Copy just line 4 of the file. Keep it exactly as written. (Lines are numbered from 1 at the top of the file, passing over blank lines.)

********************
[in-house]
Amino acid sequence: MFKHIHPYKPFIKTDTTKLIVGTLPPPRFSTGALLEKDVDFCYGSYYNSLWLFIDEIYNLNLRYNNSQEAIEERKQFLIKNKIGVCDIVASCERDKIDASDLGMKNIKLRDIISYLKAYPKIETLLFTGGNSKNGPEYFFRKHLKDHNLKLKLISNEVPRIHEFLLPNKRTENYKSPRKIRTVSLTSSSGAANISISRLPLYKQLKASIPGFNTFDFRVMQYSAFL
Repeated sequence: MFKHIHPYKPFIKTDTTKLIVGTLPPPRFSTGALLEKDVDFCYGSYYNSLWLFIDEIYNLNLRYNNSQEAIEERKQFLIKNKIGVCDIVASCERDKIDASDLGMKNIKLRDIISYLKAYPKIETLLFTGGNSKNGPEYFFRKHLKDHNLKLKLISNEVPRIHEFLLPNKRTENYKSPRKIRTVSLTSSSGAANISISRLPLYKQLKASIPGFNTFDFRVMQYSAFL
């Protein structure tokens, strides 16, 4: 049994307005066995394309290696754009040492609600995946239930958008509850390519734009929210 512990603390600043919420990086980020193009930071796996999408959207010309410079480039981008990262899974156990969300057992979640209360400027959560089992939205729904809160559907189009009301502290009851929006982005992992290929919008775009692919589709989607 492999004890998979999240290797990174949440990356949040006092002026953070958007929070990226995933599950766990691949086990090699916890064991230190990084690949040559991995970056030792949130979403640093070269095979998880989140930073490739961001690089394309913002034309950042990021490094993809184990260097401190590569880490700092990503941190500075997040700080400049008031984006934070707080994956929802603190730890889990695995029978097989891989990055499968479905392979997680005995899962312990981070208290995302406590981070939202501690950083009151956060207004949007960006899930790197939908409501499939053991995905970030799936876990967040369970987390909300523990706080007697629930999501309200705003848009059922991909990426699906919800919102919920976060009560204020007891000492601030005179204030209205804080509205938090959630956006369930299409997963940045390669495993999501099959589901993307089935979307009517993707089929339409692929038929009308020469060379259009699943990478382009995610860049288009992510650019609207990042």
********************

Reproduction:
């Protein structure tokens, strides 16, 4: 049994307005066995394309290696754009040492609600995946239930958008509850390519734009929210 512990603390600043919420990086980020193009930071796996999408959207010309410079480039981008990262899974156990969300057992979640209360400027959560089992939205729904809160559907189009009301502290009851929006982005992992290929919008775009692919589709989607 492999004890998979999240290797990174949440990356949040006092002026953070958007929070990226995933599950766990691949086990090699916890064991230190990084690949040559991995970056030792949130979403640093070269095979998880989140930073490739961001690089394309913002034309950042990021490094993809184990260097401190590569880490700092990503941190500075997040700080400049008031984006934070707080994956929802603190730890889990695995029978097989891989990055499968479905392979997680005995899962312990981070208290995302406590981070939202501690950083009151956060207004949007960006899930790197939908409501499939053991995905970030799936876990967040369970987390909300523990706080007697629930999501309200705003848009059922991909990426699906919800919102919920976060009560204020007891000492601030005179204030209205804080509205938090959630956006369930299409997963940045390669495993999501099959589901993307089935979307009517993707089929339409692929038929009308020469060379259009699943990478382009995610860049288009992510650019609207990042």